The artist trio of Odinga, Kai Lumumba Barrow, and Malcolm Goff has significant threads stitching their work into a cohesive collection. Using oil and acrylic paints, wood and fabric along with everyday tools such as chisels, sewing machines, can openers, and ice picks, their first group exhibition entitled, Kwîza is an inquiry of migration and alienation. Collectively, the artists achieve a volatility that inundates the viewer with blood-rich images and textures. Plunging into the reservoir of marginality that binds oppressed people, these works are unapologetically political and courageously personal.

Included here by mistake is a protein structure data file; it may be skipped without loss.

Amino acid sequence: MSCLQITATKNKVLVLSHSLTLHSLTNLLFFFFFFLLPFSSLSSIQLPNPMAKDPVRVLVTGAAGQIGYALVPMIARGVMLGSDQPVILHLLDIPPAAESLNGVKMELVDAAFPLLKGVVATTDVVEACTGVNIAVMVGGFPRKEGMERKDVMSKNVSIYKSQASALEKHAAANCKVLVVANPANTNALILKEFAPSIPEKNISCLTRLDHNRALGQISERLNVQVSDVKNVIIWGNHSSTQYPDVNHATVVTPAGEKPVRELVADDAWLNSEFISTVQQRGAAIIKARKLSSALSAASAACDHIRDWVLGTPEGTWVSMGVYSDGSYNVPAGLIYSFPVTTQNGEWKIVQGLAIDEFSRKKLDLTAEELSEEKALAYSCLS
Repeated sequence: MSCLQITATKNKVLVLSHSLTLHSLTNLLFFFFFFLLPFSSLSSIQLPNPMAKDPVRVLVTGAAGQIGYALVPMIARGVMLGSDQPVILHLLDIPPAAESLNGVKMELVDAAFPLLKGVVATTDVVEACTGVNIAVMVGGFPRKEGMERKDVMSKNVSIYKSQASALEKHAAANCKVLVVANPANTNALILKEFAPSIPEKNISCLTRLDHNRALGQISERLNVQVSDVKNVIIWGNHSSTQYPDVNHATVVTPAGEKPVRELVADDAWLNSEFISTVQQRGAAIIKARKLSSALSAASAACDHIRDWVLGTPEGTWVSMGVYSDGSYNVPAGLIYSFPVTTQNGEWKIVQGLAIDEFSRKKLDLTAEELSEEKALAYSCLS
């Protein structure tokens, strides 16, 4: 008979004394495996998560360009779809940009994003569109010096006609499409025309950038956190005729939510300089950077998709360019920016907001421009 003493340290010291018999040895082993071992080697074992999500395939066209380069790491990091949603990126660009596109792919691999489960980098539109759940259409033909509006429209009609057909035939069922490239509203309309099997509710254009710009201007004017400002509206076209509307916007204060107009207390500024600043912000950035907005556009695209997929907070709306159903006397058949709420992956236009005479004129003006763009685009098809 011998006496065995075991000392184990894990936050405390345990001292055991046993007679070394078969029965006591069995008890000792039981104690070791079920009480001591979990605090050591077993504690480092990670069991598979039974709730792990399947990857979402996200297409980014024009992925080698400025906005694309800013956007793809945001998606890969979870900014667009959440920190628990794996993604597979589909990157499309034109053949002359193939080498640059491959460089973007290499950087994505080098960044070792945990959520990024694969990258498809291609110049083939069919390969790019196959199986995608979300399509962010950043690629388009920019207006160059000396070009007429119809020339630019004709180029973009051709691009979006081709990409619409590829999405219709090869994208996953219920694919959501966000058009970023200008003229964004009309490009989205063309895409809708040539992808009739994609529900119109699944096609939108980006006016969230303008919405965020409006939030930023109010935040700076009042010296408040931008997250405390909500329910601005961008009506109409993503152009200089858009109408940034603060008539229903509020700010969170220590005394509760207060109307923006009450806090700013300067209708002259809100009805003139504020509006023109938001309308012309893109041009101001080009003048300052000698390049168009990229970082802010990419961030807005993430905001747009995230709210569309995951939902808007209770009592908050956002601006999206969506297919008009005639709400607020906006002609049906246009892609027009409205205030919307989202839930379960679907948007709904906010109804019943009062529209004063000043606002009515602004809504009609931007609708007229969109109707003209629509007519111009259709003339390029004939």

Odinga, Barrow, and Goff have lived in Chicago at different generations and currently reside in Durham, North Carolina where they met and live within a few miles of each other. With Kwîza (Congolese for “to come”), the threesome stretch ideas of migration to include spiritual and emotional exodus using the ‘dirty south’ as a backdrop for their own reflection on ideas of transience and relocation. As individual artists, they embrace elastic ideas of ‘nomadism” that lends to their collective work an insight on how a digitized, global society contradicts traditional notions of place allowing new opportunities to re-imagine ourselves as prodigal children.